How, just in terms of getting into the headspace of that … because I can imagine you’re dealing with a lot of people who are really challenging the norm of what owning a home is all about, when they come to you seeking sort of a modular solution.
[Chris Clarke]: I think that there’s some fundamentals, that’s … that we can really look at. And you’ve got to look at this very objectively. Because we look at a space and how much space that you actually really need. And how times are going to be able to change, so that we can adapt our lives.
It’s like, if you’ve got six kids and you’ve got to drive around in a bus. You’re not going to drive around in the bus for the rest of your life. So you’ll downsize that. And I think in this world to be able to build a house and be able to snap a branch off that family tree and give it to one of your kids is something that’s we all should look at designing into our lives. So there’s some really interesting spaces there.
And I think the big one for the interesting space for me, is that if you’re building something it must remain an asset. And then it very quickly flipped into liabilities if you’re not careful. And so we start looking at tiny homes and we start going ‘Okay if we’ve got a tiny home, at what point does it become a dolls house and when they no longer ready for it?’. Where’s it going to go?
But if you’re clever and designing a tiny home, it’s going to be adaptable into another person’s life or re-use or, something along those lines. Because, you know, you look at the property guys and the system is the system.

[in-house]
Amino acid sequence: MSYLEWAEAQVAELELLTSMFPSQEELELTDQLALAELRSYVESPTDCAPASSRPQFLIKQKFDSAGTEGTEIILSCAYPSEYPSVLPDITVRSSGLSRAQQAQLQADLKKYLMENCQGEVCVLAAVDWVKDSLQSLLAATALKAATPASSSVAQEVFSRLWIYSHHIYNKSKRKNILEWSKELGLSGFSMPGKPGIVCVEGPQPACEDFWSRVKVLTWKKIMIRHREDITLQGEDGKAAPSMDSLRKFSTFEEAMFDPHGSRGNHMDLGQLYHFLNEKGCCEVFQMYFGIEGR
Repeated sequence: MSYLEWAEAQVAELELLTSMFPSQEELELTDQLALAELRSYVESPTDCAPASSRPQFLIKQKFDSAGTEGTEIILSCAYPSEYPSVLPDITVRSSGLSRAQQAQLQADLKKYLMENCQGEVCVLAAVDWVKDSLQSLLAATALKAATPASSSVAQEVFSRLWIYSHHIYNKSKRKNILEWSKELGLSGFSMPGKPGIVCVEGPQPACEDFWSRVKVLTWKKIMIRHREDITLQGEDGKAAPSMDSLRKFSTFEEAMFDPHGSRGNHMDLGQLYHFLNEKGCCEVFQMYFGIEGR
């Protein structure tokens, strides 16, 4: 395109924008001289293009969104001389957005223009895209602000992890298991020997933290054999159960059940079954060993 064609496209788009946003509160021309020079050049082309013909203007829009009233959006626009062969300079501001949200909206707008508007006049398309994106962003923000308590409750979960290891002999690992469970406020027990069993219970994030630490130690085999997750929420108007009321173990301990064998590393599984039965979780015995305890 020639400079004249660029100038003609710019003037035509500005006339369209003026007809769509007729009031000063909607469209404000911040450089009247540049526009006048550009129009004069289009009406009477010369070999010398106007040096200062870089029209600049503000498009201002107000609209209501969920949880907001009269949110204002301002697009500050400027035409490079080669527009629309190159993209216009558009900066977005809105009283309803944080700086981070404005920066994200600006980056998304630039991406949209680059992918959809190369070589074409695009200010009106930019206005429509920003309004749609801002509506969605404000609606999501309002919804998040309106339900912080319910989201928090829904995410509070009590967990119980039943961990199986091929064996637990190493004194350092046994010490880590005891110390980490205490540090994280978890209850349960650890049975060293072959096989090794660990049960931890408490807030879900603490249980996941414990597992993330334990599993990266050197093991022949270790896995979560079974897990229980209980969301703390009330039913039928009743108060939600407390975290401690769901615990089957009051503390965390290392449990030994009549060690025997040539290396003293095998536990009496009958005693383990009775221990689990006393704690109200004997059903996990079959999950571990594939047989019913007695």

And a lot of the major property guys, you know, when they bought out the Amazon house it was extremely interesting, because I wanted to hear what the critics were going to say about it. And they said ‘Well it’s going to end up in the tip!’ Because it’s not, you know, it’s not an asset.
But yes, it is an asset. And it’s going to be somebody’s home. And because it’s not connected to a parcel of land, you’re not just holding the value on the land, you need to hold the value in the part that’s actually going to look after you. Because it’s the one sheltering you from the rain. And the land is firstly just a manipulative tool. And if you go in looking at the process a little bit differently, and you look at it from an indigenous point of view, it’s like nobody owns the land anyway.
So there’s some huge processes to break, I think, along the way. But I think now, especially with COVID-19 and whatnot, I think we’re going to actually start to find a few more openings, and start working with some people that want to be more creative and work together.
This interview is part of our Rebuild + Build Better series.
Be sure to stay tuned as we share more information and expertise in helping you rebuild after bushfires, or build homes more resilient to climate conditions and in bushfire prone areas.
Resources mentioned in this video:
Lifestyle >>> LEARN MORE ABOUT CALLIGNEE II HERE
Grand Designs | Season 1, Episode 1 >>> WATCH THE EPISODE HERE
Swale Links and Resources